Then he needs to tell everyone what they’re doing here that’s beyond money — what mission they’re on together and connect that to improving their livelihoods. And then he needs to tell everyone a plan to accomplish that goal. It needs to be credible, and he needs to back it up.

About Gary Leff

Gary Leff is one of the foremost experts in the field of miles, points, and frequent business travel - a topic he has covered since 2002. Co-founder of frequent flyer community InsideFlyer.com, emcee of the Freddie Awards, and named one of the "World's Top Travel Experts" by Conde' Nast Traveler (2010-Present) Gary has been a guest on most major news media, profiled in several top print publications, and published broadly on the topic of consumer loyalty. More About Gary »

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  1. As unsympathetic a character as Parker is, the unions are even less so. As you point out, their out of cycle pay increases were perceived as a sign of weakness by Parker and at least as it relates to the customer facing union people, their attitudes are generally as diffident as ever.

  2. Great post. This one hit me like a hammer:

    “Sidenote: I’d love to see the heads of each airline’s frequent flyer program compensated in miles to better tie their pay to the value of the currency they’re creating.”

    I mean, bingo. Genius. Exactly.

  3. You can see the major disconnect between leadership and employees, that is the foundation of the issues for AA. These town hall meetings are just for show rarely does anything come from it that benefits the employees. They are meant to open up communication but clearly it’s not happening. Employees should already know how he has sacrificed by them seeing his actiions everyday. Perception is each persons own reality.

  4. The problem is, Gary, that the mechanics incentives are completely different from those of the CEO.

    He does well when the company does well. But do the mechanics see a similar, proportional upside?

    The mechanics do well when…well, that’s a good question, isn’t it?

    If the CEO gets fired, does he need to work again, or will he have retained enough upside to not have to look for a job? Do his flight benefits get taken away? What about if you’re a mechanic?

    This is the root of the problem.

    Incentives need to be aligned with pay, and “skin in the game” does, too.

  5. Well said. I understand and feel for all sides here. I don’t know if making Doug feel bad or awkward helps anything and honestly there is no good answer to that question, no matter who it is asked of. Either the answer is obvious and unquestionable or it would be considered petty and out of touch.

    Nice that he shows up and takes questions I like that I also think off cycle pay raises are pretty nice too.

  6. I think Marcus Lemonis should work with American Airlines on this season of The Profit on CNBC. I’m not in business but that guy seems to care as much about the people who run his companies and the product they offer as he does making a profit.

  7. [Sidenote: I’d love to see the heads of each airline’s frequent flyer program compensated in miles to better tie their pay to the value of the currency they’re creating.]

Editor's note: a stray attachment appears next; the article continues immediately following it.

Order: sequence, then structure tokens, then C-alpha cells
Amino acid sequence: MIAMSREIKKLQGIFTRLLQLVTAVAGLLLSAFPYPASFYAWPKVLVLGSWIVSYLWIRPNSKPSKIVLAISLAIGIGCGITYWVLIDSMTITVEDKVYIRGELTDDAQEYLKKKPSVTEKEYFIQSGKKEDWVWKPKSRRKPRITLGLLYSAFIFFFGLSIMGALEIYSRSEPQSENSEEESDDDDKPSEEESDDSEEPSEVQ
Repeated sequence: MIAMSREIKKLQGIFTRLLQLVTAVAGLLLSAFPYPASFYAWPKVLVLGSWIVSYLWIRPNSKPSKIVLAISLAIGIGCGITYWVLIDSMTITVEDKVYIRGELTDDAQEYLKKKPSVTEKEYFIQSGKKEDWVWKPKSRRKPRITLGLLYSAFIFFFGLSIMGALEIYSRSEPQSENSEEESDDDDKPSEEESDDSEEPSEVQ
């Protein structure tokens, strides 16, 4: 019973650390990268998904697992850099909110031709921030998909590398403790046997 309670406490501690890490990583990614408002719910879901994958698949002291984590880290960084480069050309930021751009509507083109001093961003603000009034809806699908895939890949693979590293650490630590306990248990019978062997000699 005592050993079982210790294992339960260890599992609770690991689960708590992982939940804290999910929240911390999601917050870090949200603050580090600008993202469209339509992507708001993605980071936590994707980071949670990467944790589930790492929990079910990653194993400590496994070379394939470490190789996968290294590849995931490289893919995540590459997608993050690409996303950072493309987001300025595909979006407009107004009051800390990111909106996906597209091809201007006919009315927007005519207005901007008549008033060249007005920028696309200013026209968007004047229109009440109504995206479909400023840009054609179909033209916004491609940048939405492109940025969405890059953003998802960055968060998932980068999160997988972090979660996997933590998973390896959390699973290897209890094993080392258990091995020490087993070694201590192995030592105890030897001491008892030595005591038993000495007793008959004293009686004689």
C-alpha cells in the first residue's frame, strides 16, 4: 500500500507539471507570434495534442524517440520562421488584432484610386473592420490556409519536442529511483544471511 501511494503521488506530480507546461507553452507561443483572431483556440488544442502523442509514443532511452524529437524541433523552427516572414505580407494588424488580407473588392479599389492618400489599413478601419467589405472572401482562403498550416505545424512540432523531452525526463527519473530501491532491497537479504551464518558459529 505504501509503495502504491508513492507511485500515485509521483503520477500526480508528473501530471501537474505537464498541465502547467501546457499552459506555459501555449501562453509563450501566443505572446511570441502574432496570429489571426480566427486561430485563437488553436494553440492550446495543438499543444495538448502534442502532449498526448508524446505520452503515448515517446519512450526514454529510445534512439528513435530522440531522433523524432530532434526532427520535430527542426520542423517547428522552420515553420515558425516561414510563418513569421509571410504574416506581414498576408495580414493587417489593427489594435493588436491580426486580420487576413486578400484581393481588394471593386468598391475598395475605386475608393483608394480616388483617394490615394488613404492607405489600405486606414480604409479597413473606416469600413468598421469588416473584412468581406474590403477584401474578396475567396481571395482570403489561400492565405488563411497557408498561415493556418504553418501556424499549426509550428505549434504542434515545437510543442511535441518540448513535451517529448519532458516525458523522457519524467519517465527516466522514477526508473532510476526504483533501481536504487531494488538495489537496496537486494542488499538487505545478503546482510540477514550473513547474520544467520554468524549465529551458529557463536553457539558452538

This is more pseudo-intellectual Panglossian nonsense that so often appears in pseudo-libertarian circles.

    It’s obvious that the value to an airline of the head of the frequent flyer program (and thus, what they “should be” compensated on) is how much value they remove from the frequent flyer program. Those miles are a liability, not an asset, and if they can figure out a way to make them worth a half cent rather than one cent each they’ve benefited the airline’s bottom line.

    The notion that the value of miles to the company and to the members of the program is aligned derives from a pre-disposition to believe that whatever is good for the business must ipso facto be good for the public.

  8. At some point an Administrator needs to appeal to employees as a person, Parker clearly is not a people person and is not the natural leader that so many companies search for. AA’s Board needs to recognize this; if the Board hopes for a turnaround at the company then the employees need to be actively engaged in improving the product, not just collecting a paycheck. Parker clearly doesn’t know how to motivate his employees, he made that clear with the unsolicited pay raise. A pay raise to an unhappy employee might delay their departure but it leads to an unproductive employee before departure happens.

    I’m amazed the Board hasn’t acted yet in making a change at the top. As long as they empower Parker to run things into the ground he will, all because he doesn’t know any better. This blunder is squarely on the Board’s shoulders…

  9. The idea anyone be paid in airline miles in lieu of cash is ridiculous. Airline miles are a limited currency with no ability to be exchanged for goods and services in the same way cash is. What good is billions of airline miles in your FF account when you need to pay for food, mortgages, energy bills, and a thousand other things cash is needed for?
    At least stock can be converted to cash pretty quickly, even if it’s value varies according to the fortunes of the underlying business. In the case of AA though, the value of the stock is in a downwards trend, but if you are being showered with more than you will every likely need, it is not especially relevant. Can’t see Dougie lining up for food stamps any time soon.

  10. They have a clear mission – “Going for great”

    Honestly, what was the mission when Bob Crandall was around? He simply got results and didn’t pretend to make friends with the unions. They respected him because he grew the airline profitably.

  11. @Greg: Going for great? Really? When does this start, or, as many might think, did it fall in a heap at the first hurdle? LOL!

  12. As an American Airlines flight attendant of over 20 years I appreciate his talks with the employees, but I wish he could make friends with Wall Street !!